And again, MS is simply not interested in fixing this kind of thing in a way that isn't plug-and-play. The design trajectory of Windows (and commercial IT products in general) over the last twenty years has involved consistent reduction in the number of controls exposed for end users to tweak. UI is the single most expensive kind of code to maintain in an OS, so from a pure business perspective the more of it you can automate away the better. I'm quite convinced that the sole reason Windows has any kind of EDID override mechanism in it in the first place is because some engineer, having personally run into the same kind of issue as you, just did it, documented it, and then convinced their manager that leaving it in place would cost them nothing in additional support or code maintenance overhead on the exact basis that there isn't any UI for it.

Please don't mistake any of this for any kind of defence of MS's policies on moral grounds. It's not that, it's merely an attempt to communicate my best understanding of how decision-making works inside this kind of org. I personally find MS essentially indefensible on moral grounds, mainly because this kind of relentlessly capitalist logic dominates their design decisions to the extent that it does.
posted by flabdablet at 10:17 PM on April 30


Response by poster: Again, everything you say is true, but every version of Windows before 10 just let you pick your resolution without assuming that to mean you want to actually not change your resolution, but just apply some bullshit scaling to Windows' dictated, unchanging resolution.

Like, why even have a selection box that says "resolution" if you won't actually let me change the resolution? Literally every single operating system other than Windows 10 can do this simple, basic thing. Hell, Windows 10 retains a whole bunch of UI stuff that's based on the assumption that you can actually change resolutions when you pick a new resolution like the 15 second countdown to confirm the change before it reverts automatically. That's only necessary if you can select a setting that your monitor literally cannot display. Which isn't possible if you're only pretending to let the user change their resolution.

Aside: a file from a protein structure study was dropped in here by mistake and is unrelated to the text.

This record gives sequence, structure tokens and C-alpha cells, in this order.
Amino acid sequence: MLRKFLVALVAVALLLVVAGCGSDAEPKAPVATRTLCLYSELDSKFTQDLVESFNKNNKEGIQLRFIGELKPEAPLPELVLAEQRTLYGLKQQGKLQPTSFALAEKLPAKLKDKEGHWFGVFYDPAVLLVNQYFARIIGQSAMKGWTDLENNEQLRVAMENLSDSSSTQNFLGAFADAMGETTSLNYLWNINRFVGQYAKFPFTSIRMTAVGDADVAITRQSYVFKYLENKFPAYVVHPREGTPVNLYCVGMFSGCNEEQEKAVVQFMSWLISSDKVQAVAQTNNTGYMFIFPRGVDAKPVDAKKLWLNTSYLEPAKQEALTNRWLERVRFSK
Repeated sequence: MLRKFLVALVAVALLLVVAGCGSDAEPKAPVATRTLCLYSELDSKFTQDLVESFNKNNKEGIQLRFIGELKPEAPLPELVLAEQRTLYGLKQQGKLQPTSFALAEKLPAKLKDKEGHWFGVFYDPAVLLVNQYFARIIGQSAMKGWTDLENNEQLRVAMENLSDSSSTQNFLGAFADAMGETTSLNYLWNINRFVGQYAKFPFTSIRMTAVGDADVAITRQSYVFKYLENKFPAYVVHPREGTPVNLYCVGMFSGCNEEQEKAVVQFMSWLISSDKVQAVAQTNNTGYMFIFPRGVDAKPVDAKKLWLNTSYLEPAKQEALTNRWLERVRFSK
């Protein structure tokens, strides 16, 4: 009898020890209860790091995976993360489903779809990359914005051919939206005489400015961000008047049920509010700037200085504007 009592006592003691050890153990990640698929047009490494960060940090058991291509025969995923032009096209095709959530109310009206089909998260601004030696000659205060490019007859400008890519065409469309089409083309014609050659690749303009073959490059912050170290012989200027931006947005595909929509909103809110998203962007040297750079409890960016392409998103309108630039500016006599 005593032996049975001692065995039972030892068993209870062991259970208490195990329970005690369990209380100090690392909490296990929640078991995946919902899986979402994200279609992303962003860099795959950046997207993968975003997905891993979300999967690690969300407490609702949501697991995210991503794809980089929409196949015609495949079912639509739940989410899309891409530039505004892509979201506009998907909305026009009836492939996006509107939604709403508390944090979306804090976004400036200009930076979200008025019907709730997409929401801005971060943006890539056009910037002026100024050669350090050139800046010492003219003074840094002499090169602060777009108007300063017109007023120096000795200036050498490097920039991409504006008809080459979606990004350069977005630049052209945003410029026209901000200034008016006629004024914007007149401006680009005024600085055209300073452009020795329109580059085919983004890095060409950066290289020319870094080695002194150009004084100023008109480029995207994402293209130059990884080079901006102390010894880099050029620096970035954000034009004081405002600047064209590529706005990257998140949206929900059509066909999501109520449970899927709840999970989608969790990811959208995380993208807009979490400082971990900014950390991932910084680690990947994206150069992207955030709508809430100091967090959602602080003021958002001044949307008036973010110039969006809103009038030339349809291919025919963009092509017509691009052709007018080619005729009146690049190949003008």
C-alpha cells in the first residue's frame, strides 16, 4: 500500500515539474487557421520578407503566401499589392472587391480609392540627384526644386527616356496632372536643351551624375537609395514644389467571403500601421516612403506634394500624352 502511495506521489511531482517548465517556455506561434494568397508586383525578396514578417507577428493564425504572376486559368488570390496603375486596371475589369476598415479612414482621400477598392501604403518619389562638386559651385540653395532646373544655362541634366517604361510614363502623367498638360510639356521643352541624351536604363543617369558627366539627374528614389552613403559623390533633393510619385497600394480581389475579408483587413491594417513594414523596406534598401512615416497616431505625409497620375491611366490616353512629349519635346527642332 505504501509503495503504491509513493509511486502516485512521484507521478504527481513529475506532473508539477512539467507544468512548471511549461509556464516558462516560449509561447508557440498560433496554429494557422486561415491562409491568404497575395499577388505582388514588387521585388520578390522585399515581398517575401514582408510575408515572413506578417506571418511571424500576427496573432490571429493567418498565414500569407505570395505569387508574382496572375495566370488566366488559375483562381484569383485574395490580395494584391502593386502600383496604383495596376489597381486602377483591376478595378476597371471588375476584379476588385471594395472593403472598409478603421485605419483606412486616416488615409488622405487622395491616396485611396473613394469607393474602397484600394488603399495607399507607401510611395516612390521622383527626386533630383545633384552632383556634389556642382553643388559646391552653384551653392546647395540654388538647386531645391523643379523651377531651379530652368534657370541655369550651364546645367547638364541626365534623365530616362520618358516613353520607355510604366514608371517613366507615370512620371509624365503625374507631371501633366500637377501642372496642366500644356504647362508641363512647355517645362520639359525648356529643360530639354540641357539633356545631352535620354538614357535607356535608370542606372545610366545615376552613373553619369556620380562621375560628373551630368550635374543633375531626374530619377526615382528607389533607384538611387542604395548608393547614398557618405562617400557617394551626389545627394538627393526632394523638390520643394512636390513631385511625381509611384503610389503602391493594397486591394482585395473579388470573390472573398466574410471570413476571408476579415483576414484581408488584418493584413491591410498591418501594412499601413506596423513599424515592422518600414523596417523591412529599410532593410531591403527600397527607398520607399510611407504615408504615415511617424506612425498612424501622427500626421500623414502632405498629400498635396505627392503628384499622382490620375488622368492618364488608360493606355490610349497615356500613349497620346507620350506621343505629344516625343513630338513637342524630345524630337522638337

And calling using a third-party tool "having an EDID override" is kinda bullshit.

I'm really not that interested in the business case. I get that, it doesn't make them money. But modern OSes support a ton of things that don't directly make them money.

But really, the thing that frustrates and annoys me is that Windows 10 still goes through all the motions and acts like it will let you select a resolution, when it won't.
posted by Dysk at 10:53 PM on April 30


Response by poster: (Also the fact that the exact panel res of this particular TV is an odd corner case doesn't change the general point: lots of EDID for TVs from the same era cannot be trusted to actually tell you about the display hardware, and Windows 10 acts like it lets you change resolutions, but then quietly decides the user can't be trusted, and lies to you about actually doing so. The whole problem is lies compounded by lies. That at least is avoidable, and would actually mean less code for MS to maintain. Supporting changing resolutions would obviously be ideal, but ceasing the pretense if they won't would also do.)
posted by Dysk at 11:08 PM on April 30


15 second countdown to confirm the change before it reverts automatically. That's only necessary if you can select a setting that your monitor literally cannot display.

Also necessary if you've selected a resolution low enough to make dialog boxes of about that size overflow the screen to the extent that their buttons aren't reachable.